What makes this an automatic selection for this list is how things played out once the two stood across from one another at T-Mobile Arena.
With both having strong wrestling pedigrees and having used takedowns as key weapons in their respective rises, it made sense to expect at least some wrestling to take place in this one, but instead, fans were treated to a back-and-forth battle on the feet that was ultra-competitive from the jump and remained that way right until the waning stages of the fight, when Usman finally secured the finish.
There were 755 combined significant strikes thrown in this contest and nary a single takedown attempted. In a fight that lasted 24 minutes and 10 seconds, there was just 11 seconds designated as control time.
Usman emerged victorious, but Covington showed beyond a shadow of a doubt that he was a world-class competitor himself, and he would do so again a couple years later when they faced off for a second time.
We’ll see if the third time is the charm for Covington and his title hopes when he faces off with Edwards at UFC 296.
Kamaru Usman defeats Jorge Masvidal (UFC 261)
The Godfather, Part II. Star Wars: The Empire Strikes Back. Usman-Masvidal II.
What are sequels that are better than the original, Alex?
The first meeting between these two was cobbled together on short notice and featured a great deal of clinching along the fence, leading to a unanimous decision win for Usman and Masvidal actively lobbying for the opportunity to run it back a second time, but with a full training camp behind him.
“Gamebred” was given his second opportunity, promising to knock out the champion and give fans an entertaining fight, but a minute into the second round, he was the one on that was dispatched to the Shadow Realm courtesy of an immaculate right hand from Usman.
The shot was so clean, the connection so swift that you could see the sweat launch off Masvidal as Usman twisted his chin and sent him crashing to the canvas in real time, and the replays only made it look even nastier.
Many wondered why Usman was so eager to jump into a rematch with Masvidal after having beaten him recently and this was precisely why — he wanted to put an end to the rivalry and leave no room for anyone to question his standing as one of the pound-for-pound greats.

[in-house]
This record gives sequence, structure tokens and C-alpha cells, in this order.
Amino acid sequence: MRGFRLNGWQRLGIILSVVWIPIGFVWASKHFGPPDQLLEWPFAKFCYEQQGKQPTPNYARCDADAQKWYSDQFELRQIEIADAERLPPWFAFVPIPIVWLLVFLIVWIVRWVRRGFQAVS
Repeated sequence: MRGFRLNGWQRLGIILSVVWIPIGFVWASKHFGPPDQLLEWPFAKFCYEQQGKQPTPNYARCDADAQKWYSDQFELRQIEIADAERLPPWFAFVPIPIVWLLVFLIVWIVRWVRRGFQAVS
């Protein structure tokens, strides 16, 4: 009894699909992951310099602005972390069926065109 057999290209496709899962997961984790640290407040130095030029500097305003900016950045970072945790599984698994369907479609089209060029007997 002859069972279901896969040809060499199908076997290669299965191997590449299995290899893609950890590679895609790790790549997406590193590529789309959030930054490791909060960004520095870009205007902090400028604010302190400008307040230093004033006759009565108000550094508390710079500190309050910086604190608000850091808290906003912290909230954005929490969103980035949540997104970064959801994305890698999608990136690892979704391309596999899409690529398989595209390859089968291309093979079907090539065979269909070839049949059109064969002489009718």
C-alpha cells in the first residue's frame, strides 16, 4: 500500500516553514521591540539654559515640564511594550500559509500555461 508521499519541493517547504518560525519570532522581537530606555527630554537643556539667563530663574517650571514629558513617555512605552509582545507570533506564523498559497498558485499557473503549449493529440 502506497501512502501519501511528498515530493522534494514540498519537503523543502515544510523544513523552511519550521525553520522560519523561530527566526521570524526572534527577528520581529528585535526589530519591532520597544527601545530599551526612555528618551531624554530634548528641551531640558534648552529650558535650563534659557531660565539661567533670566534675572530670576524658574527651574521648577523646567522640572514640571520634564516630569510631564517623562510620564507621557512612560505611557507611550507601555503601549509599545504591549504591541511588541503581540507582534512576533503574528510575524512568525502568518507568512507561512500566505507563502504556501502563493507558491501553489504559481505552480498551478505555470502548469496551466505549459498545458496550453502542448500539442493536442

Leon Edwards defeats Kamaru Usman (UFC 278)
“That is not the cloth from which he is cut.”
Those were Jon Anik’s words as Edwards threw the left high kick that instantaneously transformed his UFC 278 clash with Usman from heartbreak to elation.
After a solid opening round where the challenger put the champion on the canvas and controlled him there with his own wrestling, Usman grabbed control of the bout in the middle frames and showed no signs of letting go. Heading into the final round, Edwards’ corner pleaded with him to snap out of whatever funk he was stuck in, and did so again during the brief pause late in the fifth following an accidental low blow.
Just as Daniel Cormier and Joe Rogan were explaining that Edwards seemed resigned to accepting a unanimous decision loss, Anik said the above, Edwards pawed with his left hand, followed same side upstairs, and landed flush, putting Usman out.
“Rocky” snatched victory from the jaws of defeat that evening in Salt Lake City, and then solidified his place atop the division with a unanimous decision win in the rematch earlier this year in London.
Next up, a showdown with Covington to close out the year at T-Mobile Arena on December 16.
You won’t want to miss it!